of their forebears in creating a
bigger and stronger Canada.
Subscribe to the Herald
Silver Production Lower
In Canada, Gains
Canada produced 1,176,487
ounces of silver during May as
compared with 1,350,974 ounces in
April and 1,418,384 ounces in May
1932. During the first five months
of 1933 Canada produced 6,504,279
ounces of silver as compared with
7,896,957 ounces during the corresponding period of 1932.
Prices declined during the month,
the opening quotation on the New
York market being 36.25 cents and
the closing bid 35.125 cents.
An advance of 7.1 per cent, was
recorded in the world production of
silver during May. Output during
the month totalled 12,987,000
ounces as against 12,130,000 ounces
produced in April. Production in
Mexico increased 12.3 per cent to
5,197,000 ounces from the previous
month's total of 4,628,000 ounces
The United States output rose
slightly in May to 1,933,000 ounces.
Increased production was also reported by Australia, Peru and
On May 27, silver stocks in
Shanghai totalled 344,210,000
ounces as compared with 348,660,-
000 ounces on April 29.
Great Britain's customs records
for May show exports of refined
silyer bullion to the United States
totalling 8,329,846 ounces.
Provincial Loan of $3,000,-
000 Sold
Finance Minister Jones announced
last week that three million dollars'
worth of 25-year 5 per cent bonds
sold to an eastern syndicate at a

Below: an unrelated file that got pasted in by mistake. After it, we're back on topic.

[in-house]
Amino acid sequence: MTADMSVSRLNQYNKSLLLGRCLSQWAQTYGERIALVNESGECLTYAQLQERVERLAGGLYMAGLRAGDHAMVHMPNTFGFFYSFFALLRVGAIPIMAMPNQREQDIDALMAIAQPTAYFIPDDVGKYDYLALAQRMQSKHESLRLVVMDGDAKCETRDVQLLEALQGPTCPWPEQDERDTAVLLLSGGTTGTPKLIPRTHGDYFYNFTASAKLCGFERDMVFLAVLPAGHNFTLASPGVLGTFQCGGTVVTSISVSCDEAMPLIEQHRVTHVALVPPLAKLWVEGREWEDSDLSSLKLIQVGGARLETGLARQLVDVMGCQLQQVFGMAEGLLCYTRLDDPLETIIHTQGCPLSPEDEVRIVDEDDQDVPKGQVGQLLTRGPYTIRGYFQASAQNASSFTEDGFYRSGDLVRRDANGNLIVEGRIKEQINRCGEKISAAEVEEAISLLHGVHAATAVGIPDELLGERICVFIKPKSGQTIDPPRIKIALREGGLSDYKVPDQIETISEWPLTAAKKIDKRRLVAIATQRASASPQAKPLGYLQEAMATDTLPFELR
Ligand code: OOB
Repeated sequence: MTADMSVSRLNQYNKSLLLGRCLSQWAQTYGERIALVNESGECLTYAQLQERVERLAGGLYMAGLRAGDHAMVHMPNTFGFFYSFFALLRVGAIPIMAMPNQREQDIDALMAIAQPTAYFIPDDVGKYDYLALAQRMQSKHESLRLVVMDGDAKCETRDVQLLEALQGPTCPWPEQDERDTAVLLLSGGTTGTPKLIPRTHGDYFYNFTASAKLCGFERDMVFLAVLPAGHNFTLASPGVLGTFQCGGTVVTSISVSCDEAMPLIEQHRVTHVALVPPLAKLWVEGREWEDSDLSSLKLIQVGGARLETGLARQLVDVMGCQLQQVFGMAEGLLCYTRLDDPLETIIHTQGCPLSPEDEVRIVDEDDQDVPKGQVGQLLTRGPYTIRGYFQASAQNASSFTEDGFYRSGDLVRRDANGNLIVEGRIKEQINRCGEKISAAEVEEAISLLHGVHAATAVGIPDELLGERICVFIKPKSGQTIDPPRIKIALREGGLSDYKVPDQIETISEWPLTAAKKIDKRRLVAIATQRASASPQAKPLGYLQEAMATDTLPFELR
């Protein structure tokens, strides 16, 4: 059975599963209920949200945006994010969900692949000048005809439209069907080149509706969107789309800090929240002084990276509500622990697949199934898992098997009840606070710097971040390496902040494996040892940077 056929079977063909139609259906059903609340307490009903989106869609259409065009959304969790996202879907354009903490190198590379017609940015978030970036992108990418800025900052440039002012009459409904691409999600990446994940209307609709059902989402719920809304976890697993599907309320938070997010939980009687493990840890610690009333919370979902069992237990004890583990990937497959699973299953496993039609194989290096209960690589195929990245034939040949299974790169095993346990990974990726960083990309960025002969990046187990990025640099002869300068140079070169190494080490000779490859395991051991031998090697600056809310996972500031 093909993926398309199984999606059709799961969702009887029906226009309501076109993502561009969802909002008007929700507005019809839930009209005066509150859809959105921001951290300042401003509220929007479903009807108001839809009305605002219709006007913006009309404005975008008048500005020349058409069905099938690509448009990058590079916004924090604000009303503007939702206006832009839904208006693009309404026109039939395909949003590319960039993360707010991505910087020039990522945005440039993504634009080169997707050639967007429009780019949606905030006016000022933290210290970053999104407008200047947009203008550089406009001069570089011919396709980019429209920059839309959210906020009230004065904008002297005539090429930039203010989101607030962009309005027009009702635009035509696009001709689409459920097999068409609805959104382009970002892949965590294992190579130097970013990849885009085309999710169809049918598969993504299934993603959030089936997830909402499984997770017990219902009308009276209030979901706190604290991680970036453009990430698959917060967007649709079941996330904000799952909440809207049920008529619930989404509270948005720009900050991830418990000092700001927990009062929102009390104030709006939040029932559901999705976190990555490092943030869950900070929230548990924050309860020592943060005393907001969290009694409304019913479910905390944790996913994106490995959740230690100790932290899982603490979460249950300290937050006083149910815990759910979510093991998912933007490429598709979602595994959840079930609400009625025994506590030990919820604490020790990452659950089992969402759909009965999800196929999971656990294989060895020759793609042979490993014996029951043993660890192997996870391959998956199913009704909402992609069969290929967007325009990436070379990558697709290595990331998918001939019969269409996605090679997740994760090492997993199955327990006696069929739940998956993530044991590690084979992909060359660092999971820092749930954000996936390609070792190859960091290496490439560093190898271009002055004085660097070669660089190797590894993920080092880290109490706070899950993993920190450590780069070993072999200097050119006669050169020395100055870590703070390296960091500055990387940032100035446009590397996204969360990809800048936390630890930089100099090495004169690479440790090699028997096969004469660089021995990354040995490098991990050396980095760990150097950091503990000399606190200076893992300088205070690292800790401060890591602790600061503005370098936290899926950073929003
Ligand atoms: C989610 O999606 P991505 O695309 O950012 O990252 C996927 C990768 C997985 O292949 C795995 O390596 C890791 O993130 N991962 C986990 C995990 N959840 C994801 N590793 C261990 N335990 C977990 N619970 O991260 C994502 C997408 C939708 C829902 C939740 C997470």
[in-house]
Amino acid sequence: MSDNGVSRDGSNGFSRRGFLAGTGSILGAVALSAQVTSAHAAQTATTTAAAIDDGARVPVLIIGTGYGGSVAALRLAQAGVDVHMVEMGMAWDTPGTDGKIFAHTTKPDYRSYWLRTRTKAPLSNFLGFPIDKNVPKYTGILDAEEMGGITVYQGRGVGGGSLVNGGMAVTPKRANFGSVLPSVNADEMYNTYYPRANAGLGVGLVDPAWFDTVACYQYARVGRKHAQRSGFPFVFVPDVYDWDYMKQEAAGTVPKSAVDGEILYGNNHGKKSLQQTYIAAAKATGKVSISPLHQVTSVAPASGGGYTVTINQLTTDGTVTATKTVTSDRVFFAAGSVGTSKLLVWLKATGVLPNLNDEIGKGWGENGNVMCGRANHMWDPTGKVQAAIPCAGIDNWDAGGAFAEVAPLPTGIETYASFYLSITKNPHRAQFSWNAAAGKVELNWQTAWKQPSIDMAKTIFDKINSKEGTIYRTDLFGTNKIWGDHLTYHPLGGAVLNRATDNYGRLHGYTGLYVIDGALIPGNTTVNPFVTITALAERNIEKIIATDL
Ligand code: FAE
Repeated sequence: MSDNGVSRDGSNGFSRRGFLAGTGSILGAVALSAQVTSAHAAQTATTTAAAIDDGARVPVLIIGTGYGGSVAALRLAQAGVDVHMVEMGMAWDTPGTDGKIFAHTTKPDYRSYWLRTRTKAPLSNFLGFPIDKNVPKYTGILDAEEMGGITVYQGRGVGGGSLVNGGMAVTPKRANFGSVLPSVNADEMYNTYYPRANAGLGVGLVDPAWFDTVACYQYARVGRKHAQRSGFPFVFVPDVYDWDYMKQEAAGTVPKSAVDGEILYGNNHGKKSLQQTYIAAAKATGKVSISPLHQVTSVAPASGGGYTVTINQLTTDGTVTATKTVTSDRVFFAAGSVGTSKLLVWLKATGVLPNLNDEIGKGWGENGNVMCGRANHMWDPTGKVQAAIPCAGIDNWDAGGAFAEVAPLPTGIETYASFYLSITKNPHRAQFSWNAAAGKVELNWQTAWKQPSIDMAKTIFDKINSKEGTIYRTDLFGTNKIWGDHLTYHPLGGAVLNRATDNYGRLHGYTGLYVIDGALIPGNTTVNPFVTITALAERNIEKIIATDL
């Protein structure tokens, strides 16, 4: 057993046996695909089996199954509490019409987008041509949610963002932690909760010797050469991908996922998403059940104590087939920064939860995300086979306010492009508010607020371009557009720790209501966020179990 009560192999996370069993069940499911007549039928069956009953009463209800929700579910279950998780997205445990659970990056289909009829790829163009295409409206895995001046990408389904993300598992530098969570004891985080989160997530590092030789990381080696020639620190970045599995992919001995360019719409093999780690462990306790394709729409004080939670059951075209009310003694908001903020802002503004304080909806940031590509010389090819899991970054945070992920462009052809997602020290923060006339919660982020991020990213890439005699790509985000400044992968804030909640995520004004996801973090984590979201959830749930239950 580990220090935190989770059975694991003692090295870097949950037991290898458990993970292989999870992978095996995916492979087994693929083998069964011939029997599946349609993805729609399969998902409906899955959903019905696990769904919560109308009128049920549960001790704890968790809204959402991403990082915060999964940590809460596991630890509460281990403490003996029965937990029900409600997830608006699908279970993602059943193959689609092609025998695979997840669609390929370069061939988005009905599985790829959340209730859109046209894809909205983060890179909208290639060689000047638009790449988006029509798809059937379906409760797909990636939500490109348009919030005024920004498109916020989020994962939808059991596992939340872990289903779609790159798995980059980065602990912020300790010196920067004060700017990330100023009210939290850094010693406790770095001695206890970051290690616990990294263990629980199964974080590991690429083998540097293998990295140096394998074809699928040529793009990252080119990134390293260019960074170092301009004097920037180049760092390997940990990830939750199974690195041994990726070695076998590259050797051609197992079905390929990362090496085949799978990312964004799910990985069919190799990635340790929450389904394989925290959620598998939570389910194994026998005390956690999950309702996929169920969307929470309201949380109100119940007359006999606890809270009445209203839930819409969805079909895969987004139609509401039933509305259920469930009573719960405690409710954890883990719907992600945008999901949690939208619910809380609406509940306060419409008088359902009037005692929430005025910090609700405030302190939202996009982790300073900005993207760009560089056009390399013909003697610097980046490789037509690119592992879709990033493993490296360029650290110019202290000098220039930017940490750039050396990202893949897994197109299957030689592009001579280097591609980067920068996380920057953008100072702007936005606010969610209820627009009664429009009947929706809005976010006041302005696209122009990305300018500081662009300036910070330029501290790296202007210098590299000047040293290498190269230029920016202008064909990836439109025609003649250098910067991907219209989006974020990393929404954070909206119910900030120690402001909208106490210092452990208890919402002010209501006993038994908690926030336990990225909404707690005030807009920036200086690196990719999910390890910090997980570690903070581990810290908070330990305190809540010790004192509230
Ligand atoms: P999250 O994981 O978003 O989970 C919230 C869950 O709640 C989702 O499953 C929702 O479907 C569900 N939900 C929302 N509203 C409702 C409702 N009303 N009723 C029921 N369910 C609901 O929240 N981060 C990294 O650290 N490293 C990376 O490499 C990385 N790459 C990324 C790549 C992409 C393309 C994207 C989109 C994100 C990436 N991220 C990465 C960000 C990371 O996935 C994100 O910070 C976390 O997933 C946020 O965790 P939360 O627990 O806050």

cost to the province of 5.67 per cent.
A million dollars, the minister
stated, would be used for unemployment relief.
B.  P. O. ELKS
Dominion oi Canada and Newfoundland
Meets every second and fourth Monday of
the month
Hall for rent for dances, social functions, etc.
on application to club manager
American Report of Yukon
Highway Compiled
The construction of the proposed
Pacific-Yukon highway from Seattle
to Fairbanks is feasible and would
cost $14,000,000, says a report prepared by the American members of
the International Highway Commission. The report has been submitted to President Roosevelt,
Edward Allen, chairman of the
Seattle Chamber of Commerce
Alaska committee said.
The cost of constructing the section through Briti^i Columbia and
the Yukon is estimated at $12,000,.
It is presumed that this means
the total cost of the project would
be $26,000,000.
Bread,  Cakes, Pastry,
(Ask the Sailors)
(Ask the Doctors)
Shipped by
LONDON Established 1849
This advertisement is not publish
ed  or displayed  by   the   Liquor
Control Board or by the Government of British Columbia
First-class  Business  Lots at
S200   each,  and   Residential
Lots as low as S25.
Now is the Time to Bu; Property
Agent for Alice Arm Mining